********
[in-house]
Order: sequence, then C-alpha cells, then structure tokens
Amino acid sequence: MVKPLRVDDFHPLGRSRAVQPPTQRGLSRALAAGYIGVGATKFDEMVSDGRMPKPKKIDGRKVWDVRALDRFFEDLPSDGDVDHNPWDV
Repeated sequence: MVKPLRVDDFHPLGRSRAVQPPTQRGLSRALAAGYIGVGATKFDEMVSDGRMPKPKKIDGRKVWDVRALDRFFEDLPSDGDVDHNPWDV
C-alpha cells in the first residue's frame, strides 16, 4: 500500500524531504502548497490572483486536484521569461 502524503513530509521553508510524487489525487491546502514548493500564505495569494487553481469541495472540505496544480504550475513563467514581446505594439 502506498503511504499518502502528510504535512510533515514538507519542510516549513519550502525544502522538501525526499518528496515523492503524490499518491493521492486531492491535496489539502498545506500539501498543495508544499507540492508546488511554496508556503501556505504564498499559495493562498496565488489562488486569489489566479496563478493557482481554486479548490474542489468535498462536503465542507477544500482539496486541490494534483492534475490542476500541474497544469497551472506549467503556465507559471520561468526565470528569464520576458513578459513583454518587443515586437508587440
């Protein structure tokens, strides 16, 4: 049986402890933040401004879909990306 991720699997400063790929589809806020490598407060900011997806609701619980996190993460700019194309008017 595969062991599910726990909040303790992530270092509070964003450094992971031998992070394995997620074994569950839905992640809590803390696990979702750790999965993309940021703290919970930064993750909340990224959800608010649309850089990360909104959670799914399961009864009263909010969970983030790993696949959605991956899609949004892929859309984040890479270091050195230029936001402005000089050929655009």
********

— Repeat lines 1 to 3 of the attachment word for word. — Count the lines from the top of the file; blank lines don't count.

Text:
[in-house]
Order: sequence, then C-alpha cells, then structure tokens
Amino acid sequence: MVKPLRVDDFHPLGRSRAVQPPTQRGLSRALAAGYIGVGATKFDEMVSDGRMPKPKKIDGRKVWDVRALDRFFEDLPSDGDVDHNPWDV